Call it martyrdom. Call it work-a-holism. Call it what you like. The fact is, Americans are taking fewer vacation days than ever before. A recent study shows that Americans basically work for free for about one week per year.
Why is this happening? According to the Oxford Economics Study, people are less likely to take their vacation time because they have heavy workloads, are pressured by management, and fear losing their job.
The U.S. Travel Association estimates that more than 30 percent of people do not control their own paid time off (PTO). Research from Travel Effect reveals workers receive negative, mixed, or no messages at all from their employers regarding taking PTO.
The Association also found people who work for companies that offer to roll over unused PTO are less likely to use all of their vacation time, as compared to those at companies with a “use it or lose it” policy.
The biggest challenge people seem to face when considering taking a vacation is the fear of returning to a mountain of work because “no one else at the company can do it.” The second biggest is the belief that they cannot afford a vacation.
While most companies have traditional vacation packages, some are beginning to reshape their policies. Netflix, for example, takes pride in their “freedom and responsibility culture,” which encourages "adult-like behavior" and asks employees to take responsibility for everything from getting work done, to taking the vacation they need, to spending Netflix's money as if it were their own. Virgin has an unlimited vacation time policy, a benefit also offered by Foursquare and Tumblr.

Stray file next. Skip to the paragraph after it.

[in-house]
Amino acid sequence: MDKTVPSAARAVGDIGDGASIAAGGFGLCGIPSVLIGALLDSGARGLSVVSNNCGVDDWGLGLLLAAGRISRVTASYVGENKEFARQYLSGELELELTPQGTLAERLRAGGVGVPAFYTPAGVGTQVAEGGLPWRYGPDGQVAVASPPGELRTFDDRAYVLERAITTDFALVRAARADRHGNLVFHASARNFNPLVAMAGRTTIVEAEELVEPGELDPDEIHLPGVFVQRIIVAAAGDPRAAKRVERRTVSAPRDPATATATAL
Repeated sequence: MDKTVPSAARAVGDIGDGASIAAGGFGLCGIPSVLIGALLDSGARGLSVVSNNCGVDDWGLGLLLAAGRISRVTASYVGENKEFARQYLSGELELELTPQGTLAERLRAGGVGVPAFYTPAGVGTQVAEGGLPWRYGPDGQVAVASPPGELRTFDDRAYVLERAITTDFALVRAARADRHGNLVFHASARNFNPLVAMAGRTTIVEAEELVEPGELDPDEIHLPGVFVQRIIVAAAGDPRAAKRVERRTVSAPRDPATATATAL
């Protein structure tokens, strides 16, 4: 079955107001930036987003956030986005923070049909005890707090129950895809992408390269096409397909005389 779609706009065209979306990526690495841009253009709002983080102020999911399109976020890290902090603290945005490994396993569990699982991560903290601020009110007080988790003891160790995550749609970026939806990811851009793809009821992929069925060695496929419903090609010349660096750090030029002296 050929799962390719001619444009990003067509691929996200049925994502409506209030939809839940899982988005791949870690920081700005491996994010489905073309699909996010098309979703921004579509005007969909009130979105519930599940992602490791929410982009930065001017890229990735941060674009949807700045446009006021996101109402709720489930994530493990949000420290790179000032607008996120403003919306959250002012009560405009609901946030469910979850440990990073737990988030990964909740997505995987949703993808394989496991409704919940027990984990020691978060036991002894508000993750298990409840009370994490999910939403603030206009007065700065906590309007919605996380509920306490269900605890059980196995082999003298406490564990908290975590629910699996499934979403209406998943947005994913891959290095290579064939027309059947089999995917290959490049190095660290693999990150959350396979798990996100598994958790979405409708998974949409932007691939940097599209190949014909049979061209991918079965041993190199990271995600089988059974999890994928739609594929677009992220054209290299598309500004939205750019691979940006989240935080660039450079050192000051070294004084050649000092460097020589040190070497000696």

Take Time for Your Health
Ironically, not taking a vacation is harmful to both you and your employer. American businesses are recognizing excessive stress costs them approximately $300 billion a year, according to research from the World Health Organization.
“Underutilized time off is a monstrous missed opportunity, not only for American workers and their families, but also for employers and the broader economy,” said Roger Dow, president and CEO of the U.S. Travel Association. “We seem to be wired to put the pedal to the metal, but there are also benefits to tapping the brakes.”
There are recognized health benefits to taking a break. Those surveyed for the Travel Effect study said that taking time off helped them to relax and recharge, and also made them happier. Taking time away from work can also reduce stress.
In the Framingham Heart Study, women who took at least two yearly vacations lowered their risk for coronary heart disease or heart attack. A SUNY Oswego study showed that men also lowered their risk of heart attack by 30 percent by taking a yearly vacation.
A little sunshine can go a long way to boost a sense of well-being, so for those who live in a location with short winter days, it's especially important to take a vacation. Sunlight and Vitamin D have been found to boost health and immune support, as well as prevent disease.
Commit to taking all your vacation days this year. Do it for your health—and tell your boss your doing it for the company, too.
© 2015 Omega Institute for Holistic Studies